Saudi Arabia Suspends Entry Of Citizens From Gulf Cooperation Council

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Saudi Arabia has decided to temporarily suspend the entry of all citizens from the Gulf Cooperation Council member states to Mecca and Medina.

Written By Shubham Bose | Mumbai | Updated On:
Saudi Arabia suspends entry of  Gulf Cooperation Council citizens

In a statement that was published on February 28 by the Saudi Arabian foreign ministry, the country has decided to temporarily suspend the entry of all citizens from the Gulf Cooperation Council member states to Mecca and Medina. The statement also clarified that the decision will exclude all citizens from Gulf Cooperation Council member states that were already in Saudi Arabia for more than 14 continuous days and didn't show any symptoms of the new coronavirus.

Denied entry due to growing coronavirus fears

The Gulf Cooperation Council consists of all Arab states in the Persian Gul, all except Iraq. The member states are Bahrain, Kuwait, Oman, Qatar, Saudi Arabia, and the United Arab Emirates. In an earlier statement on February 27, Saudi Arabia suspended the entry of individuals who wanted to perform the 'Umrah' pilgrimage in Mecca or to visit the Prophet’s Mosque in Medina. It has also prohibited the entry of all tourists who are travelling from countries where the coronavirus poses a risk as determined by the Kingdom’s health authorities.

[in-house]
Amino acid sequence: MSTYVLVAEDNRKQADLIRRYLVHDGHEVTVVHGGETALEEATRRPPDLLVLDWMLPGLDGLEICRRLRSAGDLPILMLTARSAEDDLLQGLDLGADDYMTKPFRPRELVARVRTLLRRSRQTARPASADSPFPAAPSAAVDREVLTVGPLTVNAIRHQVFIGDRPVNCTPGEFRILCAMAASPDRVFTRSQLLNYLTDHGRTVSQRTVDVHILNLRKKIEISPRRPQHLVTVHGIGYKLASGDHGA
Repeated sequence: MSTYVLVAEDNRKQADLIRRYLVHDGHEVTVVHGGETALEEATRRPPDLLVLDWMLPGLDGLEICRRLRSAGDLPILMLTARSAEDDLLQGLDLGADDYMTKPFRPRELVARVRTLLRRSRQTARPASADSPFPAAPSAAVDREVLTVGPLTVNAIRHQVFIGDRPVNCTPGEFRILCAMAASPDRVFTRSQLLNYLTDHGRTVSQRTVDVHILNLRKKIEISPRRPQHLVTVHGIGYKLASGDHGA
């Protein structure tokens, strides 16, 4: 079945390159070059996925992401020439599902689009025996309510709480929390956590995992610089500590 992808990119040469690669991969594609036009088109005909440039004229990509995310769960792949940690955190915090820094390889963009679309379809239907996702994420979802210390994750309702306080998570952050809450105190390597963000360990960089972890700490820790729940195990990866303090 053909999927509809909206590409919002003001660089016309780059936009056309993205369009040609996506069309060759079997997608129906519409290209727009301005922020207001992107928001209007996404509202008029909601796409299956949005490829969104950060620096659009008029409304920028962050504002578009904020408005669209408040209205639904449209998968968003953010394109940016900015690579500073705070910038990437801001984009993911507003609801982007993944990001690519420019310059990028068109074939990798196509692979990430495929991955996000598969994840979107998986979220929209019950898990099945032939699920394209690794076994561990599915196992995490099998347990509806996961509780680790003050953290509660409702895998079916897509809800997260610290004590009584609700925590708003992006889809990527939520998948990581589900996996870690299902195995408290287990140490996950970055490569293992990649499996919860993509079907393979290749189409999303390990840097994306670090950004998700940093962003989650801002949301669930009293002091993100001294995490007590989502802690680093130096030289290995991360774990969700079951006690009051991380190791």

While Saudi Arabia may have denied entry of all who want to take part in the Umrah pilgrimage, it has not been able to shake the faith of those that still wish to go and offer prayers at the Grand Mosque. Tens and thousands of pilgrims have continued to offer prayers at the Grand Mosque in Saudi Arabia despite the rising cases of coronavirus. According to sources, the Grand Mosque was packed with several thousands of worshippers on February 28, showing that faith trumps health concerns and the challenge of disease control for the worshippers.

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As per reports, the floors of the Grand Mosque are washed at least four times a day and the roughly 13,5000 carpets in the areas that are designated for prayer are regularly cleaned and disinfected. According to Grand Mosque official Jaber Wadani, the authorities are using the best cleaning and sterilisation methods available to them and further added that the carpets were scrubbed and perfumed daily.

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